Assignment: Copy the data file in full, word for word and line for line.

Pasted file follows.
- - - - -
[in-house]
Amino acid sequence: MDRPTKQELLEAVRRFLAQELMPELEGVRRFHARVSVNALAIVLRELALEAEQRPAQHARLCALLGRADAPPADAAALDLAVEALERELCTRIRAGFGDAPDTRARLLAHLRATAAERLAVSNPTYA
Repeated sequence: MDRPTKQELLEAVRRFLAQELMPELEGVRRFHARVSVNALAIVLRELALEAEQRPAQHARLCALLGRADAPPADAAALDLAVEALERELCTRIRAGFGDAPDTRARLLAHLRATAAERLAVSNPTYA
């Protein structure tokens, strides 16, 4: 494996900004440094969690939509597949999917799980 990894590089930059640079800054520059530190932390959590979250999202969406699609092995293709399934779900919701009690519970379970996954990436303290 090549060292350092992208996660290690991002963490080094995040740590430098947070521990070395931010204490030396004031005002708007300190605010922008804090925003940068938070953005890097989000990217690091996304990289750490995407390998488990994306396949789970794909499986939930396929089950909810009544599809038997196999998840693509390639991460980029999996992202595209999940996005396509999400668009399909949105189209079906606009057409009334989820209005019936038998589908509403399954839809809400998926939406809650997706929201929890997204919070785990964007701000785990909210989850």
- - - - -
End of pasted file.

[in-house]
Amino acid sequence: MDRPTKQELLEAVRRFLAQELMPELEGVRRFHARVSVNALAIVLRELALEAEQRPAQHARLCALLGRADAPPADAAALDLAVEALERELCTRIRAGFGDAPDTRARLLAHLRATAAERLAVSNPTYA
Repeated sequence: MDRPTKQELLEAVRRFLAQELMPELEGVRRFHARVSVNALAIVLRELALEAEQRPAQHARLCALLGRADAPPADAAALDLAVEALERELCTRIRAGFGDAPDTRARLLAHLRATAAERLAVSNPTYA
């Protein structure tokens, strides 16, 4: 494996900004440094969690939509597949999917799980 990894590089930059640079800054520059530190932390959590979250999202969406699609092995293709399934779900919701009690519970379970996954990436303290 090549060292350092992208996660290690991002963490080094995040740590430098947070521990070395931010204490030396004031005002708007300190605010922008804090925003940068938070953005890097989000990217690091996304990289750490995407390998488990994306396949789970794909499986939930396929089950909810009544599809038997196999998840693509390639991460980029999996992202595209999940996005396509999400668009399909949105189209079906606009057409009334989820209005019936038998589908509403399954839809809400998926939406809650997706929201929890997204919070785990964007701000785990909210989850």